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Discover the 41 States Where Social Security Isn’t Taxed in 2024

Retirement, for many in the US, involves a significant reliance on Social Security benefits, with approximately one in seven retirees depending on it for a substantial portion of their income.

However, the journey towards financial security in retirement is not without its challenges, especially when it comes to the taxation of Social Security.

The Genesis of Social Security Taxation

The taxation of Social Security benefits was set in motion in 1984, following the enactment of Amendments in 1983, signed into law by President Reagan. According to this law, up to 50% of Social Security benefits could be added to taxable income, contingent on the taxpayer’s total income surpassing specific thresholds.

Adding complexity to the financial landscape, some states impose their own income taxes on Social Security benefits. The good news is that not all states follow suit. Brian Kuhn, a Senior Vice President and financial advisor at Wealth Enhancement Group, highlights, “The list of states that do not tax Social Security is much longer than those that do.”

In a notable development, both Missouri and Nebraska have decided to cease taxing Social Security benefits starting in 2024, providing a sigh of relief for retirees in these states.

However, not all states are following suit, with only 10 states continuing to tax Social Security benefits in 2024. These states include Colorado, Connecticut, Kansas, Minnesota, Montana, New Mexico, Rhode Island, Utah, Vermont, and West Virginia. Each state has its unique tax provisions, providing deductions based on specific thresholds or ages.

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States Not Taxing Social Security in 2024

Retirement, for many in the US, involves a significant reliance on Social Security benefits, with approximately one in seven retirees depending on it for a substantial portion of their income.

The majority of states, along with Washington, D.C., will not tax Social Security benefits in 2024. 

The comprehensive list of states abstaining from taxing Social Security includes Alabama, Alaska, Arizona, Arkansas, California, Delaware, Florida, Georgia, Hawaii, Idaho, Illinois, Indiana, Iowa, Kentucky, Louisiana, Maine, Maryland, Massachusetts, Michigan, Mississippi, Missouri, Nebraska, Nevada, New Hampshire, New Jersey, New York, North Carolina, North Dakota, Ohio, Oklahoma, Oregon, Pennsylvania, South Carolina, South Dakota, Tennessee, Texas, Virginia, Washington, Wisconsin, and Wyoming.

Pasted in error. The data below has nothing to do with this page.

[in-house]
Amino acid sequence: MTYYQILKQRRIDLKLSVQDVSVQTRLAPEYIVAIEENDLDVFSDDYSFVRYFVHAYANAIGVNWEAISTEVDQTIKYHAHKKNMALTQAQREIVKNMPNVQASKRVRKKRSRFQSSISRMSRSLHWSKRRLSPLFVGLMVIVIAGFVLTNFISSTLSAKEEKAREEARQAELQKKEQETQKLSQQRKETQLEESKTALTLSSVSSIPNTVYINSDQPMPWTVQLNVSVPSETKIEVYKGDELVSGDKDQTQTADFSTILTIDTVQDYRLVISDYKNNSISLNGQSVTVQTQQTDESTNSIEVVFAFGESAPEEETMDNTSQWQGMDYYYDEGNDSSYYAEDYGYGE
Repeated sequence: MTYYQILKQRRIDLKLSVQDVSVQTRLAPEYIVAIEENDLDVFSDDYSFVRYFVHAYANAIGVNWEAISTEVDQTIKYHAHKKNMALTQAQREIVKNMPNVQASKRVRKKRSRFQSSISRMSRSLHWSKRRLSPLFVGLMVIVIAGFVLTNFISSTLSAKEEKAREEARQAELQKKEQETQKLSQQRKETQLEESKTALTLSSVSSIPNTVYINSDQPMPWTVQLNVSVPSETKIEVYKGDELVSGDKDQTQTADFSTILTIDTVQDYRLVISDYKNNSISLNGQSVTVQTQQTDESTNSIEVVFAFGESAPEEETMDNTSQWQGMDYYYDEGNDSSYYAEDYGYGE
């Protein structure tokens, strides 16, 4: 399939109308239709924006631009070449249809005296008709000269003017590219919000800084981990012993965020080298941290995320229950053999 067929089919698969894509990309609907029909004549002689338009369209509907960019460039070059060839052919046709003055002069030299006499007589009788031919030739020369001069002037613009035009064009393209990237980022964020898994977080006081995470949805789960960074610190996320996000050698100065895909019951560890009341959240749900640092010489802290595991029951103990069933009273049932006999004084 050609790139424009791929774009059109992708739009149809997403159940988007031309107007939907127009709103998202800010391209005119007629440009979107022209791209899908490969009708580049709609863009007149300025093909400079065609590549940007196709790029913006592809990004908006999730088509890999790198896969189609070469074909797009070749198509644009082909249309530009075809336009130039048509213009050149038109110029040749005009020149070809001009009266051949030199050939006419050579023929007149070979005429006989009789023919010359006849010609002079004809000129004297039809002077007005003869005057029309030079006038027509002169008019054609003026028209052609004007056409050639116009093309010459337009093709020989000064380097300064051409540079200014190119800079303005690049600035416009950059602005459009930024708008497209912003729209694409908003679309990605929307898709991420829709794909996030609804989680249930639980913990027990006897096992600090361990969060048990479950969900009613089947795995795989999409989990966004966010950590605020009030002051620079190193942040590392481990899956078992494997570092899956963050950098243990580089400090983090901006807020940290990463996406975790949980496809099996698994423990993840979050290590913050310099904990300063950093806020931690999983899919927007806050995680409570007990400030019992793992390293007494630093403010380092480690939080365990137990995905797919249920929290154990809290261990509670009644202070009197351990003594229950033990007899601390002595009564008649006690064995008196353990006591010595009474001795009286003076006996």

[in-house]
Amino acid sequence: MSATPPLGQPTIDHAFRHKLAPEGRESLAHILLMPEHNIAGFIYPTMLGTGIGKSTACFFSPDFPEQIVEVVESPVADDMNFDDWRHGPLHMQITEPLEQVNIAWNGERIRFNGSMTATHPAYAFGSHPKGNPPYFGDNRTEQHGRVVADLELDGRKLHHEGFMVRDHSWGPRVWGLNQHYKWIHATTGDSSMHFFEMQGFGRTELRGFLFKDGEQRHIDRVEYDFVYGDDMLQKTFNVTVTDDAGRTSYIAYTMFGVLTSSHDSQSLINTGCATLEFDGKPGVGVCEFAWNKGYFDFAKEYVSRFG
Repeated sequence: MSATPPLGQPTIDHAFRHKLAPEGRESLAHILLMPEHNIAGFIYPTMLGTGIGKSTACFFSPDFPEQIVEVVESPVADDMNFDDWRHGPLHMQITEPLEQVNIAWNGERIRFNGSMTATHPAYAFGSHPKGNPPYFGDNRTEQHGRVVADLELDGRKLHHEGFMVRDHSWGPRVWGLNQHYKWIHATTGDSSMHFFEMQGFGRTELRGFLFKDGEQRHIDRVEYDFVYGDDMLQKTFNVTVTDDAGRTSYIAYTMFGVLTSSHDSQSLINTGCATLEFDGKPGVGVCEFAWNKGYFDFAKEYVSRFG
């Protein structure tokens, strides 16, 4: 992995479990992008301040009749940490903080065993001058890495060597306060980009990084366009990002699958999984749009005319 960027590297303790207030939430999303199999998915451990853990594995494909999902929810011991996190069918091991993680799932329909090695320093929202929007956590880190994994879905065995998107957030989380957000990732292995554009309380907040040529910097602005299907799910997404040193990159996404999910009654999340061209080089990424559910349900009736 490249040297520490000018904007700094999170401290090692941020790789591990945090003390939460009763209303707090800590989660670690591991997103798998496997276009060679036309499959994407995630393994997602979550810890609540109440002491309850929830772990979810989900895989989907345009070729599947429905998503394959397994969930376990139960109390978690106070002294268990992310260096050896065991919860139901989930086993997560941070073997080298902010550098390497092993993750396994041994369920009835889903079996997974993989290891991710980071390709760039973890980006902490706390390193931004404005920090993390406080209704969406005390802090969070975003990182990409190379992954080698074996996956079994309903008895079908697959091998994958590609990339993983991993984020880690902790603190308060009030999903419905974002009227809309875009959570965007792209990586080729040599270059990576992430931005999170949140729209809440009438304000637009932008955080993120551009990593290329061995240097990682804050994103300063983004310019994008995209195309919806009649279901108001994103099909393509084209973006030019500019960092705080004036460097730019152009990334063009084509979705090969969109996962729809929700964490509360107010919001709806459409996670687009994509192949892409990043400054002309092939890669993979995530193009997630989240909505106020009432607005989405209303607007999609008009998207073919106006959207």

Financial experts emphasize the importance of understanding the potential savings for retirees residing in states that do not tax Social Security benefits. 

Brian Kuhn suggests a straightforward calculation by applying the effective rate of tax paid on all taxed income sources to the total Social Security benefits received.

For example, if an individual’s effective state tax rate is 5% and they receive $30,000 in Social Security benefits, the savings would amount to $1,500. Looking at the broader perspective, Jeff Rose, founder of Good Financial Cents, highlights substantial collective savings for retirees in states without Social Security taxes, such as around $309 million in Missouri and about $17 million in Nebraska.

As retirees navigate their financial landscape, understanding the nuances of Social Security taxation across states becomes paramount. 

The decision of where to retire can significantly impact the overall tax burden on Social Security benefits, making it crucial for individuals to make informed choices for a financially secure retirement.

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